Summary of by Derozio


“The Orphan Girl” is a heart-touching poem written by Derozio. The poem is about a young girl who has lost her parents. While drawing sympathy for the orphan girl, the poet makes readers think of a society that often gives a deaf ear to the problems faced by the distressed. The poet’s concern is that the girl is too immature to understand the harshness and cruelty that prevails in the world. The poet is in all sympathy for the girl, not only because she is an orphan, but also because of her lack of friends and relatives who can afford to give her food and shelter. In such a situation, it will have to be the subject of harsh treatment for society. The poet’s main concern is social security, which is very much needed to secure the lives of the orphans and the destitute.

Criticizing society, he says that while it deprives her of giving any respite from the pitiable condition that the orphan girl has been subjected to, it will scorn her in the slightest deviation from the path of virtue.

The poet intends to demonstrate, through this poem, how people should think of those people who are helpless, penniless and socially insecure. So, he praises people ‘who shelters an orphan from sorrow and shame!’ (line 26).

This poem by Derozio can also be seen as a reflection of the other side of Indian society in the first half of the 19th century. His message is clear enough to understand that he is seeking reformation in society so that he can learn how to sympathise with the poor and the helpless.

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1. What does the poet Henry Louis Vivian Derozio try to say in his poem The Orphan Girl?

The poem, The Orphan Girl, starts with a description of the orphan girl. According to the poet, her (orphan girl) hair was as black as a raven’s wings. Raven means the crown. Her cheeks were as bright as the flower of tulips. Her voice was as soft as the wind or the air in the night, which was quite calm and gentle. Her forehead was as bright as the beams of the moon. Thus the beginning is quite pleasing, but after the fourth line, the poet turns to the dark reality. The girl’s sire (father) went to war and fought bravely, but at the end of the day he lost his life, and he knew that before he died. The poet sighs, this is the reward of a brave man in this world. The phrase depicts the cruelty of the world and how it rewards good and brave people. The death of her father was not born to her mother. Instead of living as a widow, she also died of a heart attack, leaving the young girl without her parents.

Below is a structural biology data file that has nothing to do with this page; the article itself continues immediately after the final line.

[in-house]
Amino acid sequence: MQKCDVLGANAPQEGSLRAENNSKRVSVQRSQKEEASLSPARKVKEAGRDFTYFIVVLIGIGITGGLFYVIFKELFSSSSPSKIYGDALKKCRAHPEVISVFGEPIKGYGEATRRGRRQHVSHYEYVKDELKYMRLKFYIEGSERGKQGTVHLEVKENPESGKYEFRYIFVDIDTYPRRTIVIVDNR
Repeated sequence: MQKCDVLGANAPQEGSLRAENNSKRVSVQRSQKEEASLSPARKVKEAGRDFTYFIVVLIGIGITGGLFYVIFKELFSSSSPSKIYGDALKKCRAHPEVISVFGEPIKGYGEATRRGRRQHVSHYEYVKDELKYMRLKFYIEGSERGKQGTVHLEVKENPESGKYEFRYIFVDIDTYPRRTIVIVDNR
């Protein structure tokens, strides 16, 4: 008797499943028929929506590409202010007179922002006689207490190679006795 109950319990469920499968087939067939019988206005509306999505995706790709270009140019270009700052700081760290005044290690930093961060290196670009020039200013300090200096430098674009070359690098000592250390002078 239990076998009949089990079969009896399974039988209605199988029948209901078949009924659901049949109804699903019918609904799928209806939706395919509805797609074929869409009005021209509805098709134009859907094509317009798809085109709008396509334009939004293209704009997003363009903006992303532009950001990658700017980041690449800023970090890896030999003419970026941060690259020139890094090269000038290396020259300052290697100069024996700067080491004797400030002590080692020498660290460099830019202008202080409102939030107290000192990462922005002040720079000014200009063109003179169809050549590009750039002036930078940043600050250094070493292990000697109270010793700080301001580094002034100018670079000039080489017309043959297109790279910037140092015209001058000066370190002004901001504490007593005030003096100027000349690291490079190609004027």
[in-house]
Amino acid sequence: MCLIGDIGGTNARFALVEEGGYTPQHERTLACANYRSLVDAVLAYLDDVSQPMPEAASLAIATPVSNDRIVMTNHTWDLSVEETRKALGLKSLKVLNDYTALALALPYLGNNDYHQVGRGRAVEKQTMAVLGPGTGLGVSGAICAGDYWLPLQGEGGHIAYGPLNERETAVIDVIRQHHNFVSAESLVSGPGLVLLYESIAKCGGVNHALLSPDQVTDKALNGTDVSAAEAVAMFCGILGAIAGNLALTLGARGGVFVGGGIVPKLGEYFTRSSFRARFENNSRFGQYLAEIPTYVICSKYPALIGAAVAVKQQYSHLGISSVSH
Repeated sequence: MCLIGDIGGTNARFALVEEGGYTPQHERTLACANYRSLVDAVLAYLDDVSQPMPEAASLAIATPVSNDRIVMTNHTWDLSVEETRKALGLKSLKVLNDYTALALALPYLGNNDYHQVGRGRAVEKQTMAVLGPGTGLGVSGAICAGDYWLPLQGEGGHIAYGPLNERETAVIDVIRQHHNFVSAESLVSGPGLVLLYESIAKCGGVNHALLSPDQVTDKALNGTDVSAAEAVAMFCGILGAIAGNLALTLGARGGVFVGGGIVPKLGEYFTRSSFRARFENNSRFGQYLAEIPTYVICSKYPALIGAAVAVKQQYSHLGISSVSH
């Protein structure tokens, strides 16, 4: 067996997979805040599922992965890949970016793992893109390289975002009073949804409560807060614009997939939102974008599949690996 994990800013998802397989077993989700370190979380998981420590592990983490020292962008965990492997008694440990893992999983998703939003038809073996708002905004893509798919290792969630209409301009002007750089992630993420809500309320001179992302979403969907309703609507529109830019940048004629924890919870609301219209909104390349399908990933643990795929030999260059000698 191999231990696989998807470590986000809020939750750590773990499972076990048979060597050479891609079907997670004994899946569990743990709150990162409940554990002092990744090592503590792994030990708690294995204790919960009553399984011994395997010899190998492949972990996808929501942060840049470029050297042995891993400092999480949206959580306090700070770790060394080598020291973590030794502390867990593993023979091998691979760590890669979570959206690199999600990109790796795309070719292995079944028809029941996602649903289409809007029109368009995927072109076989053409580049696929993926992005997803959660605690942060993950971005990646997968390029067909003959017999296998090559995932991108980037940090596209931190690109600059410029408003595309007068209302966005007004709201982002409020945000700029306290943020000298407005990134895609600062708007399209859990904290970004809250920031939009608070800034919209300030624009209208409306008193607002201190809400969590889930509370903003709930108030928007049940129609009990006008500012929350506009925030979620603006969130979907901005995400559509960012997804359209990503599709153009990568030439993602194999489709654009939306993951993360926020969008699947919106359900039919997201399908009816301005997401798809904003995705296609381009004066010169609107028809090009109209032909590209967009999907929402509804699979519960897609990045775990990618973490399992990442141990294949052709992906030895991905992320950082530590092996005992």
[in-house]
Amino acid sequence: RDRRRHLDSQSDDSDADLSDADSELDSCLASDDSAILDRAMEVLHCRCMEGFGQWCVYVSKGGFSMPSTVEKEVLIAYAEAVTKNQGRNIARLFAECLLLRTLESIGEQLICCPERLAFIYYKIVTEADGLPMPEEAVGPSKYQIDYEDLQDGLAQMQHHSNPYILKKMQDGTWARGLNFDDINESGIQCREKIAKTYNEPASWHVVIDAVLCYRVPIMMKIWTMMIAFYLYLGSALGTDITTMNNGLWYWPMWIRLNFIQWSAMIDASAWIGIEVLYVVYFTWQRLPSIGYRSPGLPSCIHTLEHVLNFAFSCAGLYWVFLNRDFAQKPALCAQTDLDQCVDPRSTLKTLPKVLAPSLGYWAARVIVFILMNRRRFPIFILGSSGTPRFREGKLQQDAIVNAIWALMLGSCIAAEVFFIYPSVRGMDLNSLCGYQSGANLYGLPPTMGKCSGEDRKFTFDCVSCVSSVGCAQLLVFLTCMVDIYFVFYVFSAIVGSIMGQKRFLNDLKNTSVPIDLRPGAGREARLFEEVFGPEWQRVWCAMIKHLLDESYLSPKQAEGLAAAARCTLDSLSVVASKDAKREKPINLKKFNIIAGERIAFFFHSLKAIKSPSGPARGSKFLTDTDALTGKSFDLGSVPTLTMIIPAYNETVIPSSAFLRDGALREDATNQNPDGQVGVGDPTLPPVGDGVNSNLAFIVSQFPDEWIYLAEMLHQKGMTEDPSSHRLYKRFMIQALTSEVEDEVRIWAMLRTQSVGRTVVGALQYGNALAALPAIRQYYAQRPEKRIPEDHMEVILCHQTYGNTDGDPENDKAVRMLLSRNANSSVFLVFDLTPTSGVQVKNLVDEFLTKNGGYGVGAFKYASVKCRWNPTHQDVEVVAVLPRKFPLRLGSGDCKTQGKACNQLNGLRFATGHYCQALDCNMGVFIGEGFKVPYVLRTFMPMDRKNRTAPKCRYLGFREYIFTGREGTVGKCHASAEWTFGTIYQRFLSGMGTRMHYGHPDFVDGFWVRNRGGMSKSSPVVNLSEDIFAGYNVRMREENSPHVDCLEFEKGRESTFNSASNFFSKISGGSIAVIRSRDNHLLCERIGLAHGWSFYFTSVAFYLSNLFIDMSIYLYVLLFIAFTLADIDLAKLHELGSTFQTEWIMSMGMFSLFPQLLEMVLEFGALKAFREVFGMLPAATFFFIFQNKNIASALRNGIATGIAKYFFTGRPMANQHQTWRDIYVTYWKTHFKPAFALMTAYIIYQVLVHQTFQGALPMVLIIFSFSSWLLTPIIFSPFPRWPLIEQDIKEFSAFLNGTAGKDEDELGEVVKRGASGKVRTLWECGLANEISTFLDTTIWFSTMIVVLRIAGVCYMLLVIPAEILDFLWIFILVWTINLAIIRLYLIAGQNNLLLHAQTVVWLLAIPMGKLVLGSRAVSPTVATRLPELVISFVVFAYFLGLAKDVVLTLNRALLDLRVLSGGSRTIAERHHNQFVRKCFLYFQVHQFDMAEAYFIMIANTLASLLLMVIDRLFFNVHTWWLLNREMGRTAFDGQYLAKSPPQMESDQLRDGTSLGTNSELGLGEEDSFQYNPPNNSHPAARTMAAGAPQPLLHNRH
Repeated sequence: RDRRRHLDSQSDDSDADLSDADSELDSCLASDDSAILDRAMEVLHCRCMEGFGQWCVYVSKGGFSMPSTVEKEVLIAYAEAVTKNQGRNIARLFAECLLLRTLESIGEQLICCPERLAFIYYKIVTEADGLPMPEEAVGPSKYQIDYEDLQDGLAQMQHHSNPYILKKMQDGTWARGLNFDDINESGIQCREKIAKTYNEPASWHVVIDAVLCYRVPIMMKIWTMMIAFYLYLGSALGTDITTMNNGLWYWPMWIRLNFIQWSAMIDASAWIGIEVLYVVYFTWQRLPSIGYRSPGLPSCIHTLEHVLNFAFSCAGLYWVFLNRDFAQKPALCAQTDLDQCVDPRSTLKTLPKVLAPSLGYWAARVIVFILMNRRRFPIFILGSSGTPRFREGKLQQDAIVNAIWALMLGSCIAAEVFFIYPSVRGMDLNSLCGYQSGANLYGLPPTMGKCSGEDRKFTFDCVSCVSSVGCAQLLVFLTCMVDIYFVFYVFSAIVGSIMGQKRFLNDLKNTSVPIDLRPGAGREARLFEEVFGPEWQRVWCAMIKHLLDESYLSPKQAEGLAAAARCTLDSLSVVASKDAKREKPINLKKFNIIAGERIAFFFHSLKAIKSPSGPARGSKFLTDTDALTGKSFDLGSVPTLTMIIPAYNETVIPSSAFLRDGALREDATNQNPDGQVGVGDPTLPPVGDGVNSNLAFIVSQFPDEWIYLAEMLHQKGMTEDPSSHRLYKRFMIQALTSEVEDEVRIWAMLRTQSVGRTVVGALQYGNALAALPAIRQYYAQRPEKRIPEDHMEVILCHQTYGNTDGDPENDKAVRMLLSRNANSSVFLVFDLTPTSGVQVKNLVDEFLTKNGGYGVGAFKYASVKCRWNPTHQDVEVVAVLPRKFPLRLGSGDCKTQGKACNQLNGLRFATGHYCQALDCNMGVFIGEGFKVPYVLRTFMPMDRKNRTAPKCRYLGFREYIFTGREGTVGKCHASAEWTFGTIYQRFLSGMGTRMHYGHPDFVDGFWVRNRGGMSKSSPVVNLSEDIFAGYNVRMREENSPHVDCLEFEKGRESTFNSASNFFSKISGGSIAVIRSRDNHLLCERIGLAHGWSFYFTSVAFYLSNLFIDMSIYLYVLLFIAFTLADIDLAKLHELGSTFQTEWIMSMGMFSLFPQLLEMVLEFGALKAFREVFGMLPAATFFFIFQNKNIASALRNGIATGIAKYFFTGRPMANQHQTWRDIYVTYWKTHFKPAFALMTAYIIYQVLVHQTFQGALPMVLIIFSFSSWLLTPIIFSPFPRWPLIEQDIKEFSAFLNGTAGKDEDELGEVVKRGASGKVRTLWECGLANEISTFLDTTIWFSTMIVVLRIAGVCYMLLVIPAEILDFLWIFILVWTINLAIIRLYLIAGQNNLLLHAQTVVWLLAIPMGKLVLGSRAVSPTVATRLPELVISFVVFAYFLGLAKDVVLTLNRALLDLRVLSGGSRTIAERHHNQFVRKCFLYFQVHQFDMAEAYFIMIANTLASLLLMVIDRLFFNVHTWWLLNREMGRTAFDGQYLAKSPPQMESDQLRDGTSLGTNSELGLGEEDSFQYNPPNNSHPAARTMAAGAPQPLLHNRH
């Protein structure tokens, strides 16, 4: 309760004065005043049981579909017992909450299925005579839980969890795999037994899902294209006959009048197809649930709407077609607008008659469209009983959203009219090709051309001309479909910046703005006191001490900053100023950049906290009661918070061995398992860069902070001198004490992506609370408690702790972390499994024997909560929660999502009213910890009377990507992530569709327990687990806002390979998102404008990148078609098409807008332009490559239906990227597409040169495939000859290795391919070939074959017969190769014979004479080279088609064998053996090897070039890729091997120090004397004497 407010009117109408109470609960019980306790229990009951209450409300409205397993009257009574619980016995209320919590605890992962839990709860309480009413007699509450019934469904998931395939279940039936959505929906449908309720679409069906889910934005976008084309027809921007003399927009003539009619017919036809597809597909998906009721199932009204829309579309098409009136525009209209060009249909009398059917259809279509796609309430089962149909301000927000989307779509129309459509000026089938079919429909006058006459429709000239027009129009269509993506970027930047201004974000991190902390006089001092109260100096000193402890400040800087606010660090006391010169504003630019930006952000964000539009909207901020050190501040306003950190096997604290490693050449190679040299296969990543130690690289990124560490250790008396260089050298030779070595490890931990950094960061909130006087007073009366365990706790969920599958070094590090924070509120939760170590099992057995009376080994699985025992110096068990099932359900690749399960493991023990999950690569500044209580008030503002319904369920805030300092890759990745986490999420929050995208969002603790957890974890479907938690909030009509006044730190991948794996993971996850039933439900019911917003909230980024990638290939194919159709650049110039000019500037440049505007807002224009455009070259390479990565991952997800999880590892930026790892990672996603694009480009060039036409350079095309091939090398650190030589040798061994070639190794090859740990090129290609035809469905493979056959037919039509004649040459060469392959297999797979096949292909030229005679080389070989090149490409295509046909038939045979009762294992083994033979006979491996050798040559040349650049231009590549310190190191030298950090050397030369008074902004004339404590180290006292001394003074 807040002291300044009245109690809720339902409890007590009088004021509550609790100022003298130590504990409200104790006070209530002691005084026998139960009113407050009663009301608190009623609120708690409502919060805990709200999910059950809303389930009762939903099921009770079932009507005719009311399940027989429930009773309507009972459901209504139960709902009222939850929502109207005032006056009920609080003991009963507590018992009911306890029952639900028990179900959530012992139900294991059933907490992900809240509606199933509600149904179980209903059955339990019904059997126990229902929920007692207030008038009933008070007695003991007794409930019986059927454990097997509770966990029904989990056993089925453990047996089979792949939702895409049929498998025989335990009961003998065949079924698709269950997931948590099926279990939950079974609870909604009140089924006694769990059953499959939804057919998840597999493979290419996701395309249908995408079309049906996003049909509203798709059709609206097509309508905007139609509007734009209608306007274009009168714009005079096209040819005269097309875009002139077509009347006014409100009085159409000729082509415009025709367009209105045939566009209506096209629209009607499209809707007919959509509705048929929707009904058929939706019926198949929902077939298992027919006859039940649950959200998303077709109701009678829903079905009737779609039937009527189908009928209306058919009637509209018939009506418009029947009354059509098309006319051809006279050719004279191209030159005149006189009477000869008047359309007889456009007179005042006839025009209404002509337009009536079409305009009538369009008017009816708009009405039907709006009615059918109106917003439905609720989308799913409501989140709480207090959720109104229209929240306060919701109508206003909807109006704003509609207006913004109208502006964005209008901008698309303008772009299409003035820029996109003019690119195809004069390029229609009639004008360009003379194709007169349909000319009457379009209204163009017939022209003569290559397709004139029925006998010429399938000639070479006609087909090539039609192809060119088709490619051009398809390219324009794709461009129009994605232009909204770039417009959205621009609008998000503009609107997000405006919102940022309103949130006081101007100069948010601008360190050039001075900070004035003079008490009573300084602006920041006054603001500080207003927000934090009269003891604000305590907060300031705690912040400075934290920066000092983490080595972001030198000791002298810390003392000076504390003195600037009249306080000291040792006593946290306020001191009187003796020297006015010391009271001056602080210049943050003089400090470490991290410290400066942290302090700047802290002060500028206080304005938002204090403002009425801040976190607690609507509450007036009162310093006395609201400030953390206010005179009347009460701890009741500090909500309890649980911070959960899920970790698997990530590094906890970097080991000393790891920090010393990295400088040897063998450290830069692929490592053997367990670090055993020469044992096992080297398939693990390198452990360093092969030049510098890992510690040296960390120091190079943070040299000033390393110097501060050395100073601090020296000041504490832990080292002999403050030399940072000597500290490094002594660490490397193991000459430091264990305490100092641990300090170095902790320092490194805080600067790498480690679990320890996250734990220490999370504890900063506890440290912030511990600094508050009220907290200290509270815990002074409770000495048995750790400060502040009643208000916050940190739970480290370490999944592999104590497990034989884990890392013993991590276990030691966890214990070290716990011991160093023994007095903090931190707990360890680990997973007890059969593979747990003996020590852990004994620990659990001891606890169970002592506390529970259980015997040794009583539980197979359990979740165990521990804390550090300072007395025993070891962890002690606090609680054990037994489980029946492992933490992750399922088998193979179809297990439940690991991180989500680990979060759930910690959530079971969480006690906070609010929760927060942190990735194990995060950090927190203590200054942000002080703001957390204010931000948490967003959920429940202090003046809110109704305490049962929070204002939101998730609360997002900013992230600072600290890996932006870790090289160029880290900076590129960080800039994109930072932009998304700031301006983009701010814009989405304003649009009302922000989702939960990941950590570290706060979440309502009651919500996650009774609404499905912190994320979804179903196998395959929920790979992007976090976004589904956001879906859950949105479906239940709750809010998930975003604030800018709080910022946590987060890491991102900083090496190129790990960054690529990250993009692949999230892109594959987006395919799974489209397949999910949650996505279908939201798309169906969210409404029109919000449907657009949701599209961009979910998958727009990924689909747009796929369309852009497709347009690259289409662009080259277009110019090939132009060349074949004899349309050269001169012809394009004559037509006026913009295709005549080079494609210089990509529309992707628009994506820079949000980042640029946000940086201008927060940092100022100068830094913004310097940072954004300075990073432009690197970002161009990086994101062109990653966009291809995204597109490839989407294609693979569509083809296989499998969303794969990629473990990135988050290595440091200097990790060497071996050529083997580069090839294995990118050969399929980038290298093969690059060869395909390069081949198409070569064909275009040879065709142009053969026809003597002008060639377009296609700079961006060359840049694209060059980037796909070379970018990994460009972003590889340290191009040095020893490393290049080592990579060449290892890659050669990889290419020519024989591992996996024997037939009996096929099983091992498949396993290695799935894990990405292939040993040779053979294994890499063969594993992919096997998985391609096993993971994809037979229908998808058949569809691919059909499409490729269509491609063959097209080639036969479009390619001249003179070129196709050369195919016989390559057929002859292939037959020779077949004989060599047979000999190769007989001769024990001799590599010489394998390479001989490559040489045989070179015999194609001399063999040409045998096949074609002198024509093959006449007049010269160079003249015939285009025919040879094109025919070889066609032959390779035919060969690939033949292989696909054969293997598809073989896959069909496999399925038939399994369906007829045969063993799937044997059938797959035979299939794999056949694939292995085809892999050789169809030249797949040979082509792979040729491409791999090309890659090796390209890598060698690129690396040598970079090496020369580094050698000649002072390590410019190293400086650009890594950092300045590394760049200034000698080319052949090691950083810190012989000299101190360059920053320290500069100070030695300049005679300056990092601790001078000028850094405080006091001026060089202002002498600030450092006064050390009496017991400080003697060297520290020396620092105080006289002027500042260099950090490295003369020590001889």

The first part begins with an appreciation of the beauty of a young girl and ends with a tragedy. The second part describes the uncertainty of the poet about his future in the world. She has no friends on this cold (without human warmth) and dark (without hope) earth. There’s no one to give her a shelter, a home, and a hearth (warmth). She’s going to have to live alone in this dull and depressed world (the desert here refers to the world). The poet repeats the phrase that she has no friend, and now she should stay away from being good and kind, as the cruel world will scorn, mock, and abuse her. And ultimately, this cruel nature of the world will kill her.

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The poet laments that the shame she will suffer will be enough to squeeze blood out of her breasts with the weight of sorrows and guilt, and that the world will be oppressed. The poet then says that it is very cruel to wound the bosom (here symbolises the girl) whose blood comes out of the breasts in an uncontrolled manner because of sorrow and shame. No tear can be as painful as the tears that flow from the eyes of a sad and oppressed woman in the world. And the most blessed and honourable, according to the poet, is the one who would protect an orphan from sorrow and shame! So the poem ends in hope and uncertainty about the future of the orphan girl.

The poem gives an insight into the condition of the woman and the suppression she faced during the poet’s time. A girl whose parents were to die had to live a shameful life and had been physically, mentally and sexually tortured by the people. So the poet reveals the social abuses that are the curses of society.

2.What message Derozio gives in the end?
Ans:- Derozio says the orphan girl would scorn her on her lonely journey. Her shame could have been enough to breathe wretch ha with sorrow and oppressed guilt. It was a cold cruel act to wound the boss of a woman whose blood would flow unbound. When fear comes out of the undesired woes of the erring woman, it’s the brightest. In conclusion, the poet, Derozio, appeals to a man of compassion and compassion. He says that the man who shelters such an orphan girl from sorrow and shame, his honoured name will be blessed forever.

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3. Her anguished mother’s suffering heart could not endure a widow’s part. She sunk beneath her soul’s distress, And her infant Parent less ”Discuss.
Ans:- These lines are taken from the poem “The Orphan Girl” by Henry Luis Vivian Derozio. He says that Indian society is in a state of transition. Ram Mohan Roy, who proposed a synthesis between the East and the West. He wants to say that an Indian woman can’t endure the suffering of her husband’s death. She’s very shocked that she doesn’t care about anything on Earth, either. Her sweet girl, too, has no value to her. Leaving everything she dies from the shock of her husband’s death.

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